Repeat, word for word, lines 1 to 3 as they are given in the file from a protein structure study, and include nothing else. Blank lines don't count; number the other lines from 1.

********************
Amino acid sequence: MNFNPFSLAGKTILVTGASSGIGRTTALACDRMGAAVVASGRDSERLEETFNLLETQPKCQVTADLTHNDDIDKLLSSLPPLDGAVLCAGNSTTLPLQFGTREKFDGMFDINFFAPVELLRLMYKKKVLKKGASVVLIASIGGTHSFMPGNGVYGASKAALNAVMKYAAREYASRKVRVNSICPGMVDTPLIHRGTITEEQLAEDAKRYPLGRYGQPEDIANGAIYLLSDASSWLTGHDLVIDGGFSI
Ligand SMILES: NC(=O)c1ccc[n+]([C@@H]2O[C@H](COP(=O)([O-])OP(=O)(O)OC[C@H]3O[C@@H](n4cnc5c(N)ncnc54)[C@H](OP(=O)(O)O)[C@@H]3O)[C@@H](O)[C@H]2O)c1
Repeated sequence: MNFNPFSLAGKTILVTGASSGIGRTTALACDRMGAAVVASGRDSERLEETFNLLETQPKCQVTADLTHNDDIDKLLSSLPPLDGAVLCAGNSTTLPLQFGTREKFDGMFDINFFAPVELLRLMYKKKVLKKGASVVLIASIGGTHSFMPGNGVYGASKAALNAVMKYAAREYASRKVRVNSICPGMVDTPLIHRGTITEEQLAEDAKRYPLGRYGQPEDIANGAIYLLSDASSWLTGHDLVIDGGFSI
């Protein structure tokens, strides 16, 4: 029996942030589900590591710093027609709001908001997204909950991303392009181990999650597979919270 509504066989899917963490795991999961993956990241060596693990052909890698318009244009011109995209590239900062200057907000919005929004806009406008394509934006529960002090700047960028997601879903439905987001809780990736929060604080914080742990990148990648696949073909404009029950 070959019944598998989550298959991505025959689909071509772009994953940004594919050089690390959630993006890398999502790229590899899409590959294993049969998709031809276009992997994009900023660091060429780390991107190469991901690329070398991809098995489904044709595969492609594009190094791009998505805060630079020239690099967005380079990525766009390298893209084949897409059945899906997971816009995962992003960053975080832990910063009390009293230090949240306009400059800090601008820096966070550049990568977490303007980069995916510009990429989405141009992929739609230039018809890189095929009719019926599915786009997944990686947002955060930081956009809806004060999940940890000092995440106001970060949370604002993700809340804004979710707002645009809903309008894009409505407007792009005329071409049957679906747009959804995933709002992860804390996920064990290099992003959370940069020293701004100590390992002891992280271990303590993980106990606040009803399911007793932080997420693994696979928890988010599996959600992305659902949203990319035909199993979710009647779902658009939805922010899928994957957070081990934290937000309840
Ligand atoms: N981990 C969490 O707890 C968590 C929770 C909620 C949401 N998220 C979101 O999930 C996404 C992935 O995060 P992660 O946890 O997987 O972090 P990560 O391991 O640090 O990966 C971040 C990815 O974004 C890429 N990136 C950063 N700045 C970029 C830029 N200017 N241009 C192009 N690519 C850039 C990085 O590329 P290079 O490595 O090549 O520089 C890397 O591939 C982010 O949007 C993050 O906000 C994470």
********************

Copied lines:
Amino acid sequence: MNFNPFSLAGKTILVTGASSGIGRTTALACDRMGAAVVASGRDSERLEETFNLLETQPKCQVTADLTHNDDIDKLLSSLPPLDGAVLCAGNSTTLPLQFGTREKFDGMFDINFFAPVELLRLMYKKKVLKKGASVVLIASIGGTHSFMPGNGVYGASKAALNAVMKYAAREYASRKVRVNSICPGMVDTPLIHRGTITEEQLAEDAKRYPLGRYGQPEDIANGAIYLLSDASSWLTGHDLVIDGGFSI
Ligand SMILES: NC(=O)c1ccc[n+]([C@@H]2O[C@H](COP(=O)([O-])OP(=O)(O)OC[C@H]3O[C@@H](n4cnc5c(N)ncnc54)[C@H](OP(=O)(O)O)[C@@H]3O)[C@@H](O)[C@H]2O)c1
Repeated sequence: MNFNPFSLAGKTILVTGASSGIGRTTALACDRMGAAVVASGRDSERLEETFNLLETQPKCQVTADLTHNDDIDKLLSSLPPLDGAVLCAGNSTTLPLQFGTREKFDGMFDINFFAPVELLRLMYKKKVLKKGASVVLIASIGGTHSFMPGNGVYGASKAALNAVMKYAAREYASRKVRVNSICPGMVDTPLIHRGTITEEQLAEDAKRYPLGRYGQPEDIANGAIYLLSDASSWLTGHDLVIDGGFSI